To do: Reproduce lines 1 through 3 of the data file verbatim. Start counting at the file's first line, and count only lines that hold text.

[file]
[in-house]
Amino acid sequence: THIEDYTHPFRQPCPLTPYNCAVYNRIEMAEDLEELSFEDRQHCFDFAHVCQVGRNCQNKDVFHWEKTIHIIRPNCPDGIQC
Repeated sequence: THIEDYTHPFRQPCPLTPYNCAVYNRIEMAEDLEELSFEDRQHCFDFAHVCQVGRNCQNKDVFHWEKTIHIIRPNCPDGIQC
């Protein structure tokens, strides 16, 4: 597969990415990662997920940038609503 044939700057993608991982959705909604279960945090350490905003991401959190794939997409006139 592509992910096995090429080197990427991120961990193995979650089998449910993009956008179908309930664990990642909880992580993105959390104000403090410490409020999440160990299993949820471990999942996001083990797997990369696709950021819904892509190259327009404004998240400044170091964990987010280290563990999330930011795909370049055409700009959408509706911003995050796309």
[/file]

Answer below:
[in-house]
Amino acid sequence: THIEDYTHPFRQPCPLTPYNCAVYNRIEMAEDLEELSFEDRQHCFDFAHVCQVGRNCQNKDVFHWEKTIHIIRPNCPDGIQC
Repeated sequence: THIEDYTHPFRQPCPLTPYNCAVYNRIEMAEDLEELSFEDRQHCFDFAHVCQVGRNCQNKDVFHWEKTIHIIRPNCPDGIQC